2. Acid inks
Nylon, silk, wool, and leather can all be printed using acid inks. As with fiber-reactive inks, acid inks give very bright colors. However, acid inks have better overall lightfastness than fiber reactives, making them appropriate for outdoor flags. Acid dyes also react with the fibers, giving very good fastness to washing. As with reactive inks, the fabric must be pretreated with materials to facilitate their fixation and again, this pretreated fabric is widely commercially available. Similar to reactives, post-processing of acid inks is accomplished by steaming and washing the fabric (with the exception of leather).
3. Disperse inks
Disperse inks in almost all cases are limited to polyester. The colors can be bright, but in general are not quite as bright as those of the acid and reactive inks. Disperse dyes “sublime,” or become a gas when heated to very high temperatures. Once they become gaseous, they are absorbed by the polyester fibers where the dyes condense and become physically trapped inside, thus giving very good resistance to laundering. Disperse inks typically fall into two categories, low energy and high energy.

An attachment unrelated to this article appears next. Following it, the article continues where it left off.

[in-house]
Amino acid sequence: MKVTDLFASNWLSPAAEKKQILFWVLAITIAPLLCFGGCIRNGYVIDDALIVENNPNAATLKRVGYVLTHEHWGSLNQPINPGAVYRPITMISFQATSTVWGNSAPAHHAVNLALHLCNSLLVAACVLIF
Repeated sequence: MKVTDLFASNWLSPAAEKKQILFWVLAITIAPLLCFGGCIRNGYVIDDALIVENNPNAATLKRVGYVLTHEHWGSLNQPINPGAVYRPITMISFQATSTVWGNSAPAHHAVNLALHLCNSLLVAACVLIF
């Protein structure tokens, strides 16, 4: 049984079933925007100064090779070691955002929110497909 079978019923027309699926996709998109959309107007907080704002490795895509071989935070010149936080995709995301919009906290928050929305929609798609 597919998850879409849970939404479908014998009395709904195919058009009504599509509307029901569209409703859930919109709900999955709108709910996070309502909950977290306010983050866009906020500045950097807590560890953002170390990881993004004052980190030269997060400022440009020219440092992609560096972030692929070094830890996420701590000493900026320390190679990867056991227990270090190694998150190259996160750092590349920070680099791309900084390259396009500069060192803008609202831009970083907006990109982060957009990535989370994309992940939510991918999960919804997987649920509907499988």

Low-energy disperse (transfer or sublimation) inks. The low-energy, or “dye sublimation,” inks provide good lightfastness and resistance to weather. They can be printed on paper and subsequently transferred onto polyester, or they can be printed directly onto fabric and then “thermosoled” or heated in an oven or transfer press.
High-energy disperse inks. These dyes must be directly printed onto polyester. High-energy disperse dyes provide outstanding lightfastness. Their excellent resistance to fading by the sun makes them appropriate for the toughest outdoor applications, including outdoor furniture and even automotive upholstery. They are printed directly onto the fabric that is then oven cured or passed through a transfer press for fixation. They cannot be transferred from paper to polyester. Because of the popularity of “dye sub” printing, polyesters for digital printing are probably the most widely available of digital fabrics.
4. Pigment inks
At first glance, pigment inks seem to be the best choice for printing textiles. They tend to have excellent lightfastness and can be used on all fibers. Fixation is very simple, involving only heat or UV curing. However, pigment inks must contain a resin to “glue” the pigments onto the fiber. The addition of this resin limits the amount of pigment that can be included in the ink. Therefore, a pigment ink that contains a high level of color typically has less resin, and thus has lower washfastness. Pigment inks with good washfastness typically have less color in them. Because many of these resins cure when heated (like glue), they cannot be used with thermal (bubble-jet) printers.